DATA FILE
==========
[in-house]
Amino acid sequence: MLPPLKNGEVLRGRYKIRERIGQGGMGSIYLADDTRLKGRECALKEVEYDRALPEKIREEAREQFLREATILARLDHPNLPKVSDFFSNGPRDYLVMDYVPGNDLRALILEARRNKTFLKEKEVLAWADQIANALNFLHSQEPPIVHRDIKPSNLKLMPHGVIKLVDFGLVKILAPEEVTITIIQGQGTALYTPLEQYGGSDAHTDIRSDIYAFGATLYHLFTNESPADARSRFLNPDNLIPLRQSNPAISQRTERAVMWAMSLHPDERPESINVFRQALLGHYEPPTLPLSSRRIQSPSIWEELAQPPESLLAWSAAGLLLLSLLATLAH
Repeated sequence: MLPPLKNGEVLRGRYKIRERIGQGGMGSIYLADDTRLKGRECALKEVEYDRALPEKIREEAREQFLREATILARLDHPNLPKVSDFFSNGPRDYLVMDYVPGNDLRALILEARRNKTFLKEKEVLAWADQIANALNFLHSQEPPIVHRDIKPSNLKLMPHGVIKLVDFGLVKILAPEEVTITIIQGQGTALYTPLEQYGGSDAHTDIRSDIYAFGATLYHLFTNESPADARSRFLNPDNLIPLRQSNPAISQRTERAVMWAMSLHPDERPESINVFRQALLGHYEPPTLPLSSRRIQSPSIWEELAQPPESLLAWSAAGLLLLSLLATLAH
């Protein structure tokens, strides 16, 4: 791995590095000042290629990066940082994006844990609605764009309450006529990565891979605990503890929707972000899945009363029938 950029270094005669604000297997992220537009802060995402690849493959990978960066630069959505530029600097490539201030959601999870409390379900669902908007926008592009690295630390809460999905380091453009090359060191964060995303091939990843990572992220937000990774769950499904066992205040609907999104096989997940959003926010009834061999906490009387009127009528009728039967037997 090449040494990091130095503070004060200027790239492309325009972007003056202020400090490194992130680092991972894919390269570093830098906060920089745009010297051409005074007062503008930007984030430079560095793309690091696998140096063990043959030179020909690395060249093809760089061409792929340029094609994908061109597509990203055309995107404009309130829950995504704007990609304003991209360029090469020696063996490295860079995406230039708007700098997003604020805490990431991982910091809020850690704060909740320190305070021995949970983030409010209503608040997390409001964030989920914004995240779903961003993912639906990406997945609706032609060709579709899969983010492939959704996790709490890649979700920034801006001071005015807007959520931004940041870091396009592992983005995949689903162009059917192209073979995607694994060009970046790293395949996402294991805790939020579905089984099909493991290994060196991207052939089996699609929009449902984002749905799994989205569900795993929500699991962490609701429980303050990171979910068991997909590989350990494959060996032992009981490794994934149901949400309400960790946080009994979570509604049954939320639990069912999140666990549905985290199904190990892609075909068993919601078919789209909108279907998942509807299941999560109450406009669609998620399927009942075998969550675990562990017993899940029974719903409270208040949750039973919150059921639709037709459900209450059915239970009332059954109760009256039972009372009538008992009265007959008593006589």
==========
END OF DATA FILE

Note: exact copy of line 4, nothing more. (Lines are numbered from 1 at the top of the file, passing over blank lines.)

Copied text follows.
């Protein structure tokens, strides 16, 4: 791995590095000042290629990066940082994006844990609605764009309450006529990565891979605990503890929707972000899945009363029938 950029270094005669604000297997992220537009802060995402690849493959990978960066630069959505530029600097490539201030959601999870409390379900669902908007926008592009690295630390809460999905380091453009090359060191964060995303091939990843990572992220937000990774769950499904066992205040609907999104096989997940959003926010009834061999906490009387009127009528009728039967037997 090449040494990091130095503070004060200027790239492309325009972007003056202020400090490194992130680092991972894919390269570093830098906060920089745009010297051409005074007062503008930007984030430079560095793309690091696998140096063990043959030179020909690395060249093809760089061409792929340029094609994908061109597509990203055309995107404009309130829950995504704007990609304003991209360029090469020696063996490295860079995406230039708007700098997003604020805490990431991982910091809020850690704060909740320190305070021995949970983030409010209503608040997390409001964030989920914004995240779903961003993912639906990406997945609706032609060709579709899969983010492939959704996790709490890649979700920034801006001071005015807007959520931004940041870091396009592992983005995949689903162009059917192209073979995607694994060009970046790293395949996402294991805790939020579905089984099909493991290994060196991207052939089996699609929009449902984002749905799994989205569900795993929500699991962490609701429980303050990171979910068991997909590989350990494959060996032992009981490794994934149901949400309400960790946080009994979570509604049954939320639990069912999140666990549905985290199904190990892609075909068993919601078919789209909108279907998942509807299941999560109450406009669609998620399927009942075998969550675990562990017993899940029974719903409270208040949750039973919150059921639709037709459900209450059915239970009332059954109760009256039972009372009538008992009265007959008593006589």